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FRONTLINE Show #1510
Air date: April 8, 1997
MURDER, MONEY, & MEXICO
ANNOUNCER: Tonight on FRONTLINE, an investigation into corruption in Mexico during the Salinas years. Correspondent Lowell Bergman follows a trail from Carlos Salinas, exiled in Ireland, to Switzerland in search of his brother, Raul's, secret millions.
Dr. VALENTIN ROSCHACHER, Swiss National Police: I can't tell you if the amount was $200 million, $300 million, $400 million or $500 millions, but I think everything is possible in this case.
ANNOUNCER: And to Mexico, to a country and a family undone by accusations of kickbacks and murder.
PAULINA CASTAÑON, Wife of Raul Salinas: Raul, my husband, he made a lot of mistakes, but he_ he's not a murderer.
ANNOUNCER: Tonight on FRONTLINE, "Murder, Money and Mexico."
NARRATOR: Dublin, Ireland: Last spring, after a year of wandering, he came here to find a quiet place of exile. He is the former president of Mexico, Carlos Salinas de Gortari, once the friend of presidents, the architect of NAFTA. He is now the man most hated by his people, who left behind a nightmare of violence and political assassination; of economic collapse, revolutionaries and scandal; of dollars and decadence, and of unprecedented corruption.
JORGE CASTEÑADA, Political Analyst: Corruption has been a fixture of Mexican life at least since the Spanish got here, but there had never been anything like the Salinas corruption.
NARRATOR: Once they were known as the Kennedys of Mexico: a political family, comfortable in the public eye. Today they are embattled, isolated, hiding from the press, a family drawn together by tragedy and an
avalanche of allegations. It's a complicated tale.
Adriana is Carlos's sister. Her ex-husband, her
daughters' father, was a powerful politician, Ruiz
Massieu. He was gunned down in the street,
But the tragedy for the family was compounded when the authorities named their chief suspect, her oldest brother, Raul Salinas de Gortari. This is the story of how Raul Salinas's arrest has exposed a legacy of corruption and scandal that has shaken the Mexican establishment and laid open the dark side of his
brother's presidency, and how Raul Salinas benefited from their close relationship.
For over two years Raul Salinas has been held in
isolation in a prison built by his brother, Carlos.
His family insists that Raul is not guilty, the victim of politics, and character assassination.
CLAUDIA RUIZ, Niece of Raul Salinas: We don't have any doubt about my uncle_ my uncle Raul's innocence because, first of all, we know him and we know he's incapable of_ of the things_ of murdering anyone, and least of all someone he liked and our father.
LOWELL BERGMAN, FRONTLINE Correspondent: There's no chance or possibility in your mind that he might be guilty.
DANIELLA RUIZ, Niece of Raul Salinas: No.
CLAUDIA RUIZ: No, not at all.
NARRATOR: The family says the Raul Salinas vilified in the Mexican press is not the man they knew. At their home in Mexico City, FRONTLINE correspondent Lowell Bergman met his wife, Paulina Castañon.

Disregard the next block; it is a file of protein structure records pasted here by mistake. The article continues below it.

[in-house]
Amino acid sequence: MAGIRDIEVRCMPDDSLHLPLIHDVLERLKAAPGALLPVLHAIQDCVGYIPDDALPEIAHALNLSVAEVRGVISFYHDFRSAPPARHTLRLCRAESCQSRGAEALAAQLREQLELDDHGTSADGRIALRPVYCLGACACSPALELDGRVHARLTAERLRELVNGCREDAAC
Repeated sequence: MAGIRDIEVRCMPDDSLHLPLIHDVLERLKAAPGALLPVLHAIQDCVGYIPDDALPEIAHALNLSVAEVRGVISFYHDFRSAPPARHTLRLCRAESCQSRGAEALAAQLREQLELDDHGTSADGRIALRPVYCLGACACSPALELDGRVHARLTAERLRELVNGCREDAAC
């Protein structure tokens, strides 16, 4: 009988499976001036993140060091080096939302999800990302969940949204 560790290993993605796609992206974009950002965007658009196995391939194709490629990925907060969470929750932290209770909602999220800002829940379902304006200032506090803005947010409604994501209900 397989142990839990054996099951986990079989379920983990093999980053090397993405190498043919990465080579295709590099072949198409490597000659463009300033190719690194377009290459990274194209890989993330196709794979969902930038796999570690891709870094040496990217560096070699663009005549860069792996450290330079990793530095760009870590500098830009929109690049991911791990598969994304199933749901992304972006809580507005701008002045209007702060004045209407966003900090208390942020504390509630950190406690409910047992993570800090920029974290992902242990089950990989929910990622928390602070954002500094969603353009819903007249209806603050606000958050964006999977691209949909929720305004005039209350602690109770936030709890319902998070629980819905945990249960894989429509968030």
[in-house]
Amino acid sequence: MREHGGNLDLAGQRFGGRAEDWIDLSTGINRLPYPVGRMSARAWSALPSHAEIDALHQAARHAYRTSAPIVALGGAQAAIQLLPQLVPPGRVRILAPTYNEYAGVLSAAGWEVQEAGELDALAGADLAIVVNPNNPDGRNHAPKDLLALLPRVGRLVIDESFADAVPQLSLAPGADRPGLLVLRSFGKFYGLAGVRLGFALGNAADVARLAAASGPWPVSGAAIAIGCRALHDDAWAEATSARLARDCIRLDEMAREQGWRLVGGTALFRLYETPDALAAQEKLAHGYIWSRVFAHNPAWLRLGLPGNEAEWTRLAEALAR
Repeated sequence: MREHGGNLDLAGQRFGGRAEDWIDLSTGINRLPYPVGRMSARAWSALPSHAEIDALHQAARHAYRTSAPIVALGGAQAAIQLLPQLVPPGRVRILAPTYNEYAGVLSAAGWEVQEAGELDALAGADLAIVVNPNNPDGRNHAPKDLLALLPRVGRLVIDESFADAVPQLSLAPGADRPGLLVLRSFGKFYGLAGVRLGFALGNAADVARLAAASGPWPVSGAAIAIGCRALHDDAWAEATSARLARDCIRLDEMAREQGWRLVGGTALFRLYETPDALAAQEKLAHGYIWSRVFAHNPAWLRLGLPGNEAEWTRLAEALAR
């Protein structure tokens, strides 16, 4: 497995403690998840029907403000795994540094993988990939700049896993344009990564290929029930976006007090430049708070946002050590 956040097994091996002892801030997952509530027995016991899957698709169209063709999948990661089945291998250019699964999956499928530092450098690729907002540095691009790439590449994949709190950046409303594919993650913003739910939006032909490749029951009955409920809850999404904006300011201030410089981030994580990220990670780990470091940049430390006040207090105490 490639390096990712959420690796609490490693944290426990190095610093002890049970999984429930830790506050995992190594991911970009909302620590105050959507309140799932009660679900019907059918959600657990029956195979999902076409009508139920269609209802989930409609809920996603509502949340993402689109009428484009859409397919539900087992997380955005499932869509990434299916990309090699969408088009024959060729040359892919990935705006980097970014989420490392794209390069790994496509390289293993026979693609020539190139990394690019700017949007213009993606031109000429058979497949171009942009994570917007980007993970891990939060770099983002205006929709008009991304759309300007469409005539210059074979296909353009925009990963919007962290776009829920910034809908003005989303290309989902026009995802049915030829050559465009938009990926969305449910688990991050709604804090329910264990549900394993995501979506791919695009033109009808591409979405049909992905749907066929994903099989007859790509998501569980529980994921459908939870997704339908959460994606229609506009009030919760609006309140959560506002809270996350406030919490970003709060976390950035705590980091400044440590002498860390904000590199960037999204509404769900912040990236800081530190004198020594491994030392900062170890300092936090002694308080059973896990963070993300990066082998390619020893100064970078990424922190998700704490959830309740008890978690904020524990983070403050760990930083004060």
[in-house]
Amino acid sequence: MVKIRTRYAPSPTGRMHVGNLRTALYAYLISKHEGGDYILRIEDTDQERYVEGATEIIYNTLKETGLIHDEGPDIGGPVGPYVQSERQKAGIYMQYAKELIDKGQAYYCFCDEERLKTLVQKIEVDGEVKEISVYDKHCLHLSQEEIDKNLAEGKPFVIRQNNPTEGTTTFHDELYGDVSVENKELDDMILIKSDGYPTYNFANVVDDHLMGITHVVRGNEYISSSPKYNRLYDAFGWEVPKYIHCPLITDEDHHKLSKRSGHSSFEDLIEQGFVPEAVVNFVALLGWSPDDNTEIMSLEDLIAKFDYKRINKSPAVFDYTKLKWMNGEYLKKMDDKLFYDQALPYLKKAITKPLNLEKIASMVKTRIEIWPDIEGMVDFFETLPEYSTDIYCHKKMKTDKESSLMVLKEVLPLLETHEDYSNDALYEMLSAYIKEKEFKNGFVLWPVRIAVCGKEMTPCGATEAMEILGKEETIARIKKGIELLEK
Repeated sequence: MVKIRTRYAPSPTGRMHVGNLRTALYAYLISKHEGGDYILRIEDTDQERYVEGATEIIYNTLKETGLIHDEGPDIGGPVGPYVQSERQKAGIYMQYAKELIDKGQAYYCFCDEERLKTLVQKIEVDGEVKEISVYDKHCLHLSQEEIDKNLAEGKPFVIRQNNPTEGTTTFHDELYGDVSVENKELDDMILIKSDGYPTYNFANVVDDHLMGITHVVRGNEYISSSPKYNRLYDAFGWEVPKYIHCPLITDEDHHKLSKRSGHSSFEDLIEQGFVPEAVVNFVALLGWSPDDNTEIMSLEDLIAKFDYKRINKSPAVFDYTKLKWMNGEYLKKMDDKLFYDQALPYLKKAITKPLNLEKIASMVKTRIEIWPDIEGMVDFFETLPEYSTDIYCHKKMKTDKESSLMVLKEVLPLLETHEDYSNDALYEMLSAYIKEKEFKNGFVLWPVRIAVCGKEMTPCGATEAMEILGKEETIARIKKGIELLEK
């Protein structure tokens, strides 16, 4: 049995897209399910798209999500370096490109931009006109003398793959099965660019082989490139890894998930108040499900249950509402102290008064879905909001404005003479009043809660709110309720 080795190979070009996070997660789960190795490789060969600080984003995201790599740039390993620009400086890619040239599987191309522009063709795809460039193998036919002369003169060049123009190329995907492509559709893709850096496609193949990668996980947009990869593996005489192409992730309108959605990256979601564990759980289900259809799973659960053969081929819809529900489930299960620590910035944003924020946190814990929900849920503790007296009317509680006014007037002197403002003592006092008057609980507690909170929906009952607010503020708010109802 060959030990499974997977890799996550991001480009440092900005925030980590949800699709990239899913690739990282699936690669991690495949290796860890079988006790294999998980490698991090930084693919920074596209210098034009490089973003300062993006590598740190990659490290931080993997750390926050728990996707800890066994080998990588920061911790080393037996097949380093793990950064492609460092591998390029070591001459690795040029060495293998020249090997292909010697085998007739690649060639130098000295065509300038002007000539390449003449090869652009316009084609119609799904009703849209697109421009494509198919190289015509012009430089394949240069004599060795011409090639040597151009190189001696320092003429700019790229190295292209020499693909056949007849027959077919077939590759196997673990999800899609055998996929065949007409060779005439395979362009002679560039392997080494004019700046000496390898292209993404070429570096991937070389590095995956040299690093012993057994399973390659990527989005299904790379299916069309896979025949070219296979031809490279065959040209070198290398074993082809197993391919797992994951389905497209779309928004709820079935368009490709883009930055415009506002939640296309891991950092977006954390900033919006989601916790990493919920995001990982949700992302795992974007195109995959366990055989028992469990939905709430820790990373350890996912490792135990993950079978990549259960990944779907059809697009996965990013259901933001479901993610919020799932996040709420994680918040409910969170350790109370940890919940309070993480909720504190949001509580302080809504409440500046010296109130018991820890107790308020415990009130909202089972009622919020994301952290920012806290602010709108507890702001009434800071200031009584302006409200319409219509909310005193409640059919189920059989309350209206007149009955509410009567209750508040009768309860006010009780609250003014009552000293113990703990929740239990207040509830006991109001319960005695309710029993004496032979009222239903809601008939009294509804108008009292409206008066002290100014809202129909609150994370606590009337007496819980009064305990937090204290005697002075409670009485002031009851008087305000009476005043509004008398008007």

PAULINA CASTAÑON, Wife of Raul Salinas: Most of the time he was at home. He liked very much to be at the house with the family. And we read books. We saw Mexican movies. We played canasta, him and me, and just a very quiet life. I know Raul, my husband, he made a lot of mistakes -- a lot of mistakes -- but he_ he's not a murderer. Not at all. That's very different. Like, human beings, we can make a lot of mistakes. Sometimes he wasn't a very good husband.
NARRATOR: But Raul Salinas' mistakes -- his mistresses and mysterious millions, his love of the fast life_ filled the front pages of Mexico's newspapers and provided real-life melodrama, like this secret video of his mistress extorting money from his wife, Paulina. It was a soap opera and that's what it became: "Nothing Personal," the most watched broadcast on Mexican Television.
But in the case of Raul Salinas, the truth regularly left fiction far behind, including a psychic accusing him of another murder and leading police to what turned out to be a planted body buried in his backyard. All wildly entertaining to the media, but not for the family.
ADRIANA SALINAS, Sister of Former President: [through interpreter] Look, it has been very hard for the family to understand because we are in the middle of it and it is tough for us when people treat it like soap opera. For us it's a daily drama that we have to live with in this house, so it is not cheap entertainment to us. It is not a soap opera. It is humiliating.
NARRATOR: Humiliating for the family, but for the country, Raul Salinas's case has become a key moment in modern Mexican history.
ANDRES OPPENHEIMER: The arrest of Raul Salinas opened up the window to something everybody knew, but nobody could put his finger on, which was the institutionalized corruption in government circles in this country.
NARRATOR: Andres Oppenheimer is a foreign
correspondent for the "Miami Herald" and a consultant for FRONTLINE who has dug deeply into the Salinas scandal. His book, "Bordering on Chaos," is a best-seller in Mexico.
ANDRES OPPENHEIMER: It was an open secret to everybody that every president of Mexico since, you know, the days of the revolution ended up incredibly rich. Until the arrest of Raul Salinas, nobody had ever seen a check, nobody had ever seen a cable, nobody had ever seen evidence.